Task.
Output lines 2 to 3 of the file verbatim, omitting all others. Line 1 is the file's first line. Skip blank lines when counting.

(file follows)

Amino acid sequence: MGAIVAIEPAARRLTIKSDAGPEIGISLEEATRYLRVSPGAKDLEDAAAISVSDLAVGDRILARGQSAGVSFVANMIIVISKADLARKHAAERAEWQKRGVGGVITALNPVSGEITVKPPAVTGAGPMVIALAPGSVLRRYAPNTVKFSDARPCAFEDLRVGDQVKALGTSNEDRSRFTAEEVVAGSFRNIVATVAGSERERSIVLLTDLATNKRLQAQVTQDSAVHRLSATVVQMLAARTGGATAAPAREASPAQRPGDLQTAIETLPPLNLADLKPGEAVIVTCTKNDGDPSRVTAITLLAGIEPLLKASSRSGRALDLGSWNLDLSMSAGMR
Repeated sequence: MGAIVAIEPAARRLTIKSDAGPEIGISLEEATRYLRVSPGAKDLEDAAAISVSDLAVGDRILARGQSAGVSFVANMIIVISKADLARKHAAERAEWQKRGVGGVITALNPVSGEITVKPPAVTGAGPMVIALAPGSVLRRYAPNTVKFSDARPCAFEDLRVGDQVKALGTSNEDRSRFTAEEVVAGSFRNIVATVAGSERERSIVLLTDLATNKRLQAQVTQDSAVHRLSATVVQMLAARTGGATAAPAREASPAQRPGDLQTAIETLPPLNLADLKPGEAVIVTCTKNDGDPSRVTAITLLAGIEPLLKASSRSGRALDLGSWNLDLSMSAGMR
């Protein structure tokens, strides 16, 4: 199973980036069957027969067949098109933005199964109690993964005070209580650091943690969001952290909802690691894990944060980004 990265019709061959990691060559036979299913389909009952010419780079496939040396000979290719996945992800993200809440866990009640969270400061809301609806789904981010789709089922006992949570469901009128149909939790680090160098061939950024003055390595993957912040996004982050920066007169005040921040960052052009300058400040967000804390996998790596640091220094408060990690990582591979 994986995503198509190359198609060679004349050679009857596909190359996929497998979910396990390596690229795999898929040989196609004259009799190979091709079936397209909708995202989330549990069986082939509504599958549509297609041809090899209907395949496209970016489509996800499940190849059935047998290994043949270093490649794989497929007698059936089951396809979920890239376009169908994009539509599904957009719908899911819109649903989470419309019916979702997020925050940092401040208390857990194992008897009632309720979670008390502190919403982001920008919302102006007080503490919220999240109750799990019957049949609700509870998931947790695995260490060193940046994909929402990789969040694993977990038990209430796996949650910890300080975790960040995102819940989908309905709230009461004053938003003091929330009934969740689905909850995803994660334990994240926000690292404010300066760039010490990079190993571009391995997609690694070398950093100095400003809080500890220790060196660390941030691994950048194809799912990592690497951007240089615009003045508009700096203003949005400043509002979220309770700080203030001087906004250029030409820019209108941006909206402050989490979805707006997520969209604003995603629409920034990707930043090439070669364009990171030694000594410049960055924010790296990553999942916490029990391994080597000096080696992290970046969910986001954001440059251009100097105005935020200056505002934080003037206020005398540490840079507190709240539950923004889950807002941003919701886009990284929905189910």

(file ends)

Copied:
Repeated sequence: MGAIVAIEPAARRLTIKSDAGPEIGISLEEATRYLRVSPGAKDLEDAAAISVSDLAVGDRILARGQSAGVSFVANMIIVISKADLARKHAAERAEWQKRGVGGVITALNPVSGEITVKPPAVTGAGPMVIALAPGSVLRRYAPNTVKFSDARPCAFEDLRVGDQVKALGTSNEDRSRFTAEEVVAGSFRNIVATVAGSERERSIVLLTDLATNKRLQAQVTQDSAVHRLSATVVQMLAARTGGATAAPAREASPAQRPGDLQTAIETLPPLNLADLKPGEAVIVTCTKNDGDPSRVTAITLLAGIEPLLKASSRSGRALDLGSWNLDLSMSAGMR
């Protein structure tokens, strides 16, 4: 199973980036069957027969067949098109933005199964109690993964005070209580650091943690969001952290909802690691894990944060980004 990265019709061959990691060559036979299913389909009952010419780079496939040396000979290719996945992800993200809440866990009640969270400061809301609806789904981010789709089922006992949570469901009128149909939790680090160098061939950024003055390595993957912040996004982050920066007169005040921040960052052009300058400040967000804390996998790596640091220094408060990690990582591979 994986995503198509190359198609060679004349050679009857596909190359996929497998979910396990390596690229795999898929040989196609004259009799190979091709079936397209909708995202989330549990069986082939509504599958549509297609041809090899209907395949496209970016489509996800499940190849059935047998290994043949270093490649794989497929007698059936089951396809979920890239376009169908994009539509599904957009719908899911819109649903989470419309019916979702997020925050940092401040208390857990194992008897009632309720979670008390502190919403982001920008919302102006007080503490919220999240109750799990019957049949609700509870998931947790695995260490060193940046994909929402990789969040694993977990038990209430796996949650910890300080975790960040995102819940989908309905709230009461004053938003003091929330009934969740689905909850995803994660334990994240926000690292404010300066760039010490990079190993571009391995997609690694070398950093100095400003809080500890220790060196660390941030691994950048194809799912990592690497951007240089615009003045508009700096203003949005400043509002979220309770700080203030001087906004250029030409820019209108941006909206402050989490979805707006997520969209604003995603629409920034990707930043090439070669364009990171030694000594410049960055924010790296990553999942916490029990391994080597000096080696992290970046969910986001954001440059251009100097105005935020200056505002934080003037206020005398540490840079507190709240539950923004889950807002941003919701886009990284929905189910």